Communications systems employed by public safety agencies are increasingly moving from legacy architectures to all-IP networks. Flexible capabilities offered by reliable, high-speed broadband give these agencies new opportunities to better serve the community with new capabilities while gaining important efficiencies. In this era of change, APCO International hosts an annual conference focusing on the opportunity and challenges presented by the emerging broadband technology. This year, APCO International held its 2017 Broadband Summit on May 16 and 17 in Washington, D.C. As the first major event since the US government awarded the FirstNet contract to AT&T, the Summit was an important opportunity for both FirstNet and AT&T to step into the spotlight.
For FirstNet, the months of April, May and June in 2017 are a critical time. First, the agency must work with AT&T, its new private partner in a novel public-private partnership (PPP), to produce the 50 plus State Plans that detail how the FirstNet PPP proposes radio access network capabilities get realized in each state and US territory. When completed in June, these plans must be delivered to each Governor.
As FirstNet and AT&T toil behind the scenes to generate these plans, the agency must carefully shape the external conversation around opt-in and opt-out choices facing each Governor. This choice, a reflection of the enabling legislation's nod to local control over public safety operations, is an important step in the process of network deployment. FirstNet took advantage of the Summit to deliver several presentations to the audience, including keynotes from FirstNet CEO Mike Poth and AT&T. While FirstNet cannot argue against opt-out, the agency and its partner can offer assurances that bolster the case for sticking with FirstNet. At the Summit, these assurances were delivered.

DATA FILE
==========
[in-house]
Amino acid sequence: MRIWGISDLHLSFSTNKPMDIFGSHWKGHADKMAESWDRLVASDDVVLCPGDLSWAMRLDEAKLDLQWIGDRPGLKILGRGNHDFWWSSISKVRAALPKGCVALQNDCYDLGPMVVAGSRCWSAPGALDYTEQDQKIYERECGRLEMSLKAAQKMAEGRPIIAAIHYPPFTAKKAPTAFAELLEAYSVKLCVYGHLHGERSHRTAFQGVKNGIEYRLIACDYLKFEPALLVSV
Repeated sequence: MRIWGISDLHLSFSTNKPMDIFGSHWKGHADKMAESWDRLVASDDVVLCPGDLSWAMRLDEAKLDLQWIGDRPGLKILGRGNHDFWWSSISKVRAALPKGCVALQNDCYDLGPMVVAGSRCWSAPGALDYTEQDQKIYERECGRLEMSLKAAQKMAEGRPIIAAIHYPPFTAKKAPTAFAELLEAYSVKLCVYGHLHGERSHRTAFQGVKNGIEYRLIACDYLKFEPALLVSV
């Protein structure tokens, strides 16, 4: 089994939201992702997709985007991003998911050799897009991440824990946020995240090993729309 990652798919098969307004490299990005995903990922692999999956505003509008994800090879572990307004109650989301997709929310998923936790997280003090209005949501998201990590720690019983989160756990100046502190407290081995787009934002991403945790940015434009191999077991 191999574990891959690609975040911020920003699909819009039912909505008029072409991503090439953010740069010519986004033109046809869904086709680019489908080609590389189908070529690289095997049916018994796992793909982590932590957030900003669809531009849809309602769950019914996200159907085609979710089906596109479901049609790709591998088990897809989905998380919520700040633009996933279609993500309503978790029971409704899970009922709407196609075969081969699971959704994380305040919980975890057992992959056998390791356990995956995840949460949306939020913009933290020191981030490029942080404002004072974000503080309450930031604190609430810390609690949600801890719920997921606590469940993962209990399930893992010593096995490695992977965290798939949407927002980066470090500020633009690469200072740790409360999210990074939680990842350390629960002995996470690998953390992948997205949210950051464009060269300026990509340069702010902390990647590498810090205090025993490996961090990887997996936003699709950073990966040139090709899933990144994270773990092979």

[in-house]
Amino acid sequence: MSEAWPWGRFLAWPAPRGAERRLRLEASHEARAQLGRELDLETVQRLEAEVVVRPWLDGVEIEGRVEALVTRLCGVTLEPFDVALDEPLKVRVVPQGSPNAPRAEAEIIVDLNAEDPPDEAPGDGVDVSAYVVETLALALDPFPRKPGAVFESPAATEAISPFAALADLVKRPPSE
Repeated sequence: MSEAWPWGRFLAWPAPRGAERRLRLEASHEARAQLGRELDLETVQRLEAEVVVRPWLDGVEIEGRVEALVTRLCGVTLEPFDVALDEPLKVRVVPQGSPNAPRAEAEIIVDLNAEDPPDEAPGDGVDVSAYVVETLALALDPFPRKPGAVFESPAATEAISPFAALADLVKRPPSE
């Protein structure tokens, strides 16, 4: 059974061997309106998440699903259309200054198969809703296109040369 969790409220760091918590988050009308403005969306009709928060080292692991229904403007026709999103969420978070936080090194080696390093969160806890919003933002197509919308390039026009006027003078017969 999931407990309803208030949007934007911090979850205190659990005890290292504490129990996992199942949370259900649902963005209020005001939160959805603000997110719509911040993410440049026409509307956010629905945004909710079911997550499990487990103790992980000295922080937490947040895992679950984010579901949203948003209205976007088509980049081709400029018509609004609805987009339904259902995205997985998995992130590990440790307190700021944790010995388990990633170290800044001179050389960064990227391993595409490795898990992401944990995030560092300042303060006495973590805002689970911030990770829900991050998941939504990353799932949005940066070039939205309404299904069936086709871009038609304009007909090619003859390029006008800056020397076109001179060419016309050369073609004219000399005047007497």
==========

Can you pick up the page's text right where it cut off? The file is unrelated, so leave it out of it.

Mike Poth noted the heavy lifting that is in progress to produce State Plans. He stated that plan production is moving quickly and that these plans will be delivered in mid-June, approximately three months ahead of schedule. To bolster the case for FirstNet, Mr. Poth pointed to the advantages of tapping AT&T's $180 billion of deployed assets. In addition to bringing speed to the process, FirstNet gains economy of scale benefits that come with a leading mobile operator. In a surprising twist, Mr. Poth pointed to the potential of FirstNet and its customers to ride the 5G technology wave as AT&T moves towards the new technology.
AT&T's keynote presentation was designed to give Governors ample reasons to select FirstNet over alternative local plans. By opening all available AT&T spectrum bands to FirstNet users, with full protection of priority and preemption, AT&T has set a high bar for alternative offers. The company points to upwards of 120 MHz of spectrum holdings across the region, with radio support in each of the key spectrum regions: low bands for coverage and high bands for capacity. The promise of supporting FirstNet users in all bands is important because it means surge overflow capacity, should the 20 MHz of FirstNet Band 14 capacity get exhausted in an emergency, and early availability of FirstNet service before a single Band 14 radio is deployed. This represents a sharp acceleration of the FirstNet radio access timeline.